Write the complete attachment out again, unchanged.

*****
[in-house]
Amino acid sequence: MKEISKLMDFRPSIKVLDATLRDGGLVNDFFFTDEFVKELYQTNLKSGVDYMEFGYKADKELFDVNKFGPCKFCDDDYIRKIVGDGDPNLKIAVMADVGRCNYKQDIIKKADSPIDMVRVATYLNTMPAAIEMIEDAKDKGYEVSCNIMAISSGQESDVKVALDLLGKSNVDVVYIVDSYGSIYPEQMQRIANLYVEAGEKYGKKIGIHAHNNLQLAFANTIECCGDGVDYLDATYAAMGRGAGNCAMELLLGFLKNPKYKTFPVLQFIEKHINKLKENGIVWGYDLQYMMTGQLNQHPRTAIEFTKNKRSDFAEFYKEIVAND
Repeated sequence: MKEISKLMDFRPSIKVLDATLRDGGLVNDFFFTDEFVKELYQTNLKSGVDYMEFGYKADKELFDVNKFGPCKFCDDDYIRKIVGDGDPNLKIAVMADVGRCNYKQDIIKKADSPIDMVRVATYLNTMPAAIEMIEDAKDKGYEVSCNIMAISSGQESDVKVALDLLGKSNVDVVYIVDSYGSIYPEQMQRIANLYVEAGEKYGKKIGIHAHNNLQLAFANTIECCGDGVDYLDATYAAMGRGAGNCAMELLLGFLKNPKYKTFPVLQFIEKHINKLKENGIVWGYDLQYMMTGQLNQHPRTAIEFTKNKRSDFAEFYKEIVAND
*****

[in-house]
Amino acid sequence: MKEISKLMDFRPSIKVLDATLRDGGLVNDFFFTDEFVKELYQTNLKSGVDYMEFGYKADKELFDVNKFGPCKFCDDDYIRKIVGDGDPNLKIAVMADVGRCNYKQDIIKKADSPIDMVRVATYLNTMPAAIEMIEDAKDKGYEVSCNIMAISSGQESDVKVALDLLGKSNVDVVYIVDSYGSIYPEQMQRIANLYVEAGEKYGKKIGIHAHNNLQLAFANTIECCGDGVDYLDATYAAMGRGAGNCAMELLLGFLKNPKYKTFPVLQFIEKHINKLKENGIVWGYDLQYMMTGQLNQHPRTAIEFTKNKRSDFAEFYKEIVAND
Repeated sequence: MKEISKLMDFRPSIKVLDATLRDGGLVNDFFFTDEFVKELYQTNLKSGVDYMEFGYKADKELFDVNKFGPCKFCDDDYIRKIVGDGDPNLKIAVMADVGRCNYKQDIIKKADSPIDMVRVATYLNTMPAAIEMIEDAKDKGYEVSCNIMAISSGQESDVKVALDLLGKSNVDVVYIVDSYGSIYPEQMQRIANLYVEAGEKYGKKIGIHAHNNLQLAFANTIECCGDGVDYLDATYAAMGRGAGNCAMELLLGFLKNPKYKTFPVLQFIEKHINKLKENGIVWGYDLQYMMTGQLNQHPRTAIEFTKNKRSDFAEFYKEIVAND